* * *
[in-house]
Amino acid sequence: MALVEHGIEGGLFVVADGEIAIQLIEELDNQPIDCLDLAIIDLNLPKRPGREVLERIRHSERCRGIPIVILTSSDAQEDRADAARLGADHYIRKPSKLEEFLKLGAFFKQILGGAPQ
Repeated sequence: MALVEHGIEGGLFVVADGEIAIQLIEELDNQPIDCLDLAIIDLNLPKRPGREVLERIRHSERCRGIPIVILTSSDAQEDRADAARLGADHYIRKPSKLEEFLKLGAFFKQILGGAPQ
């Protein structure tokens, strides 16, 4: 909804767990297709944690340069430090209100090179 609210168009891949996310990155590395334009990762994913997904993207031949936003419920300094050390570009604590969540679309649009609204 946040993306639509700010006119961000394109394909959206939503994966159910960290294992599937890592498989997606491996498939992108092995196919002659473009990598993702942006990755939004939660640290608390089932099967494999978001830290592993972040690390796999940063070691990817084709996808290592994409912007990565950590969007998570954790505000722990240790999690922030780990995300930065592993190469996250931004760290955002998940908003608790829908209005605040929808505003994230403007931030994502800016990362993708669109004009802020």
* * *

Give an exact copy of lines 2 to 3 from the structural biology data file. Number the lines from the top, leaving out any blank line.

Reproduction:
Amino acid sequence: MALVEHGIEGGLFVVADGEIAIQLIEELDNQPIDCLDLAIIDLNLPKRPGREVLERIRHSERCRGIPIVILTSSDAQEDRADAARLGADHYIRKPSKLEEFLKLGAFFKQILGGAPQ
Repeated sequence: MALVEHGIEGGLFVVADGEIAIQLIEELDNQPIDCLDLAIIDLNLPKRPGREVLERIRHSERCRGIPIVILTSSDAQEDRADAARLGADHYIRKPSKLEEFLKLGAFFKQILGGAPQ